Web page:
Israel’s minister of religious affairs has proposed legislation, currently before the Knesset, that would bring an end to the chief rabbinate’s monopoly on kosher supervision—provoking much condemnation from the rabbinate itself. After presenting a brief history of rabbinic oversight of food production, Shlomo Brody argues that the proposed reforms are likely to be salutary:
In the current system, all food, to receive kosher certification, requires a stamp of approval from the chief rabbinate. Under the proposed reform, multiple rabbinic organizations will be allowed to provide nationwide supervision services, with the chief rabbinate serving as a government regulator of these independent bodies.
The chief rabbinate . . . insists that it is best qualified to run the entire field of kosher supervision in the Jewish state. This claim is undermined by the widespread use of costly “supplementary” kosher-supervision certificates issued by private agencies that have greater public trust and by a scathing report issued several years ago by the state comptroller that highlighted inefficiencies and irregularities in the chief rabbinate’s system.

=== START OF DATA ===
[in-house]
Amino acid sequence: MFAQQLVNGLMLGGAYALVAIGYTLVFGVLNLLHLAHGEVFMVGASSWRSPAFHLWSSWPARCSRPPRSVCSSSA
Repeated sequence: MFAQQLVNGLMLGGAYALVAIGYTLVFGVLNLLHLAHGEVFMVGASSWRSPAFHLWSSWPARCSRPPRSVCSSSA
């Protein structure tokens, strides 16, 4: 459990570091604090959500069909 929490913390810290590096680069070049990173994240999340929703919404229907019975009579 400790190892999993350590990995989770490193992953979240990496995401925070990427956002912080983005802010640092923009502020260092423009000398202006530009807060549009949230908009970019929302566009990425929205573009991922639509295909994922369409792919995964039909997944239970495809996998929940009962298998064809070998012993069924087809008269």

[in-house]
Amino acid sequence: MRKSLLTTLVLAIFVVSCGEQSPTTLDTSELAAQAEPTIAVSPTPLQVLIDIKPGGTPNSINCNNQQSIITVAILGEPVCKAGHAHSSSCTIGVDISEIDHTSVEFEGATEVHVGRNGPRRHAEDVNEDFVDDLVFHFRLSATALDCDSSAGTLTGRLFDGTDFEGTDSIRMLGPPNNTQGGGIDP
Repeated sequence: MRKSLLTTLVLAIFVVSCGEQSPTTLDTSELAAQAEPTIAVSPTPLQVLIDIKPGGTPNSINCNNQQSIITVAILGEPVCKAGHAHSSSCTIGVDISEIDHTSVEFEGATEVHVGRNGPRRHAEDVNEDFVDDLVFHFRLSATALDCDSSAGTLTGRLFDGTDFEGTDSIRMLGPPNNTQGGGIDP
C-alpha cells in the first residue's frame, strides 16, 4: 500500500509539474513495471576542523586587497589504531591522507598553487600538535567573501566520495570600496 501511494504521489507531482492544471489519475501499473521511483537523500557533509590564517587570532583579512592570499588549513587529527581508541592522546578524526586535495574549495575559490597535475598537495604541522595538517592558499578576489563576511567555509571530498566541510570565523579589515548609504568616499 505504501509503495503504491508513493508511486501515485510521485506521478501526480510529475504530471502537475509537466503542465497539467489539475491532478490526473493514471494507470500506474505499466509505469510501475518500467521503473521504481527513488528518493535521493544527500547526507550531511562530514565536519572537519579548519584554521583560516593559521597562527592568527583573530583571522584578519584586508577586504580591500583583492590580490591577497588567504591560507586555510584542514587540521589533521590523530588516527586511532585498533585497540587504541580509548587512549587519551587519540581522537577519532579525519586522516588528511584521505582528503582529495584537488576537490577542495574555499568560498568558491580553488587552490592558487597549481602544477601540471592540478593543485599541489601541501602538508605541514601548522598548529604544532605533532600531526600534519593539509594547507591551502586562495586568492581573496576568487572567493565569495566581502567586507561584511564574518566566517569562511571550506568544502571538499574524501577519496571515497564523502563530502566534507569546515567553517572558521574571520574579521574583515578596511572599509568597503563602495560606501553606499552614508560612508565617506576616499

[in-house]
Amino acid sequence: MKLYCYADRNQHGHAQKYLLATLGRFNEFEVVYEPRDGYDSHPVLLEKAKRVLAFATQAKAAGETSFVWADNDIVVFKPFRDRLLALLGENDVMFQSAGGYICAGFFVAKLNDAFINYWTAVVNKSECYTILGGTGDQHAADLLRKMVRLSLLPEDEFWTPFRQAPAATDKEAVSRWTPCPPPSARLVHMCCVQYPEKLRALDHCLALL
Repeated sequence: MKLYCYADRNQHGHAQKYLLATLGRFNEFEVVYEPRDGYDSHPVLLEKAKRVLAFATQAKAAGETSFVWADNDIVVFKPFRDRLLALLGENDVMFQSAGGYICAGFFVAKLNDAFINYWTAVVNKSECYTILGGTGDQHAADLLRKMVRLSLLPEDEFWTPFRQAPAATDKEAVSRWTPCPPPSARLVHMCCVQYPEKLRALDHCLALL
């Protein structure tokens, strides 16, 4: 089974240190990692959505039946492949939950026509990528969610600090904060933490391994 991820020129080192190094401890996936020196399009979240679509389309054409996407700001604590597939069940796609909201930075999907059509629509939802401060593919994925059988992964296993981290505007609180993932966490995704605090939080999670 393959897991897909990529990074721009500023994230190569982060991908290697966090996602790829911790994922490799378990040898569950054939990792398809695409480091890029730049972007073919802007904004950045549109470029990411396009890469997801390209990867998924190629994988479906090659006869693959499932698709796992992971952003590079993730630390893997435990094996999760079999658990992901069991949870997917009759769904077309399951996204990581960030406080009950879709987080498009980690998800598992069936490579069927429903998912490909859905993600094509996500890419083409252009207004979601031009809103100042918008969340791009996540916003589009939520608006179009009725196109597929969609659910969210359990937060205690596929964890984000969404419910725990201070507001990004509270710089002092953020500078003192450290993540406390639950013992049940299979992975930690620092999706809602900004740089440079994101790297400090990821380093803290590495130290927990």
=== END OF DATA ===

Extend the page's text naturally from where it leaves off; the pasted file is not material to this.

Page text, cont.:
I, for one, hope that the push for reform will greatly improve the system. It remains clear, [regardless of the details of the current debate], that Jewish law certainly does not mandate a centralized body to govern the nation’s kosher-food production.